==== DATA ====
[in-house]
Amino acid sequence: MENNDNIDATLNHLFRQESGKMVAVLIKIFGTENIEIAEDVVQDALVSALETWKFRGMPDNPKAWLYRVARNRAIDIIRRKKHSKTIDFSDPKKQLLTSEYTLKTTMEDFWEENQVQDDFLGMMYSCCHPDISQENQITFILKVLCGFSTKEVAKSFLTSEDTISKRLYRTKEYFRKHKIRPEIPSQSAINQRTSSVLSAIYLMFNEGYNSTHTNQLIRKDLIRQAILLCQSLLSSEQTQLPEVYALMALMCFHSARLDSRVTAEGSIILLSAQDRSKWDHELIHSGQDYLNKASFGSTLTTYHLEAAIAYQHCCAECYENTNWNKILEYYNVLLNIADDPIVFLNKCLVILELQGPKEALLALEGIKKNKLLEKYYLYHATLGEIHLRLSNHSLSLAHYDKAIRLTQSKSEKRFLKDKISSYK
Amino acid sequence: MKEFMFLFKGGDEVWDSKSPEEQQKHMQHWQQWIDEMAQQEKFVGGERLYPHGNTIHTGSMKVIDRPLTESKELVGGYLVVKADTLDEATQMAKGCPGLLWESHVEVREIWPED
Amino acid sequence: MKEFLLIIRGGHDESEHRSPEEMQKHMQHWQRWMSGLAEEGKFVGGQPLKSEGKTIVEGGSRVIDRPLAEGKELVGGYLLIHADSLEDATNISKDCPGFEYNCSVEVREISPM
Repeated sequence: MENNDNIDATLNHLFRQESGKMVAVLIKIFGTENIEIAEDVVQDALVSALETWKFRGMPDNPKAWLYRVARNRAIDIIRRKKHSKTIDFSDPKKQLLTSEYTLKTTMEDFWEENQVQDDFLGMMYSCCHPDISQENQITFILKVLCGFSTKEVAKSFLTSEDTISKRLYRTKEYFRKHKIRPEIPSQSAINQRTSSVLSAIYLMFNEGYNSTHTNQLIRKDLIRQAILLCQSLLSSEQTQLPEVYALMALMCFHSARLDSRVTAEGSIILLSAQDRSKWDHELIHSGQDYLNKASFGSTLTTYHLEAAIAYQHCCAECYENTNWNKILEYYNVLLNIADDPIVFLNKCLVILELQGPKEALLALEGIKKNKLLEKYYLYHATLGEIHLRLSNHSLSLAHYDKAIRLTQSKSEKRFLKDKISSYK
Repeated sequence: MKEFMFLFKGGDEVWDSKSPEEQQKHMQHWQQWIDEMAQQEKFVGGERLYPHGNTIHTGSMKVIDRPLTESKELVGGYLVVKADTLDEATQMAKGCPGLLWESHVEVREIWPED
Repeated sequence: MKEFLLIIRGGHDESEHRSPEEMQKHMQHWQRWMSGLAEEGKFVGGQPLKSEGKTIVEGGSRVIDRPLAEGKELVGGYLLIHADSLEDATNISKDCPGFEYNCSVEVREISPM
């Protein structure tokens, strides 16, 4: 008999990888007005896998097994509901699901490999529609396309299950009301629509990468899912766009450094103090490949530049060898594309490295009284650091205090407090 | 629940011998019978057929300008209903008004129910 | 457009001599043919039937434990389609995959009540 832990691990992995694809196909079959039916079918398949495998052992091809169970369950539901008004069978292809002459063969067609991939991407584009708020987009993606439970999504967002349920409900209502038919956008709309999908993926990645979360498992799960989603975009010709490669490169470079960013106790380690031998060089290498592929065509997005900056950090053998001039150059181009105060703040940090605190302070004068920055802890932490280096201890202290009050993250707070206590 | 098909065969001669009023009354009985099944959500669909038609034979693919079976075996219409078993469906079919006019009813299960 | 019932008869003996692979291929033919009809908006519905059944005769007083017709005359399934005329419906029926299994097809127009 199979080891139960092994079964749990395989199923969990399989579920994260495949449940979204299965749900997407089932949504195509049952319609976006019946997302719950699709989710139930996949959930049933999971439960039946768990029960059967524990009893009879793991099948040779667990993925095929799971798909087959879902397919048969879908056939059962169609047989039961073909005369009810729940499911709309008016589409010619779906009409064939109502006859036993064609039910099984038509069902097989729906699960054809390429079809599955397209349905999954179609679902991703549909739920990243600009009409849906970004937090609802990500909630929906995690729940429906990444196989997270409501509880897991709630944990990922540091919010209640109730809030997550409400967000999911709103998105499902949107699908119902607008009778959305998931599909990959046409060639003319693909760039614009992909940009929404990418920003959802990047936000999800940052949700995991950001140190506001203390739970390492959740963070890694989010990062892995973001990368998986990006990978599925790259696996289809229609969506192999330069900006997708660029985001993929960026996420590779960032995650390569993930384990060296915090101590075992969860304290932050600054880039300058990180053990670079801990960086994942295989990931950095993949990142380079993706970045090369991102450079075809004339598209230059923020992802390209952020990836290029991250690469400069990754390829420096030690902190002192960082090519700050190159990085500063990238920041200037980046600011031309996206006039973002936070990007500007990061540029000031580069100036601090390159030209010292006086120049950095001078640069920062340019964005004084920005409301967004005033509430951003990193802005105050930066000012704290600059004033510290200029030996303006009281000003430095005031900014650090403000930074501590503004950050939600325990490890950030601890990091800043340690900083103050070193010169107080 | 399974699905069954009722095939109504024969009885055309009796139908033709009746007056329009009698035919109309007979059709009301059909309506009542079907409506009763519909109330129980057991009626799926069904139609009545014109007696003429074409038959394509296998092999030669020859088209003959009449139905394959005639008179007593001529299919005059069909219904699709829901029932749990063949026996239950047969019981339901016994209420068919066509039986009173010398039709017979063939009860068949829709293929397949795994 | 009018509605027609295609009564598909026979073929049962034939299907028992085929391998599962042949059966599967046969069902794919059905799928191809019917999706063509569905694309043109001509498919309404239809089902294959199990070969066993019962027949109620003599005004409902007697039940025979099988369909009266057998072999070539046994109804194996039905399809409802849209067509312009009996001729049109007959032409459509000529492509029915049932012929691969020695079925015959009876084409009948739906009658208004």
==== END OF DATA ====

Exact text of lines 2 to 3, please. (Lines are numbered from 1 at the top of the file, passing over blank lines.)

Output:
Amino acid sequence: MENNDNIDATLNHLFRQESGKMVAVLIKIFGTENIEIAEDVVQDALVSALETWKFRGMPDNPKAWLYRVARNRAIDIIRRKKHSKTIDFSDPKKQLLTSEYTLKTTMEDFWEENQVQDDFLGMMYSCCHPDISQENQITFILKVLCGFSTKEVAKSFLTSEDTISKRLYRTKEYFRKHKIRPEIPSQSAINQRTSSVLSAIYLMFNEGYNSTHTNQLIRKDLIRQAILLCQSLLSSEQTQLPEVYALMALMCFHSARLDSRVTAEGSIILLSAQDRSKWDHELIHSGQDYLNKASFGSTLTTYHLEAAIAYQHCCAECYENTNWNKILEYYNVLLNIADDPIVFLNKCLVILELQGPKEALLALEGIKKNKLLEKYYLYHATLGEIHLRLSNHSLSLAHYDKAIRLTQSKSEKRFLKDKISSYK
Amino acid sequence: MKEFMFLFKGGDEVWDSKSPEEQQKHMQHWQQWIDEMAQQEKFVGGERLYPHGNTIHTGSMKVIDRPLTESKELVGGYLVVKADTLDEATQMAKGCPGLLWESHVEVREIWPED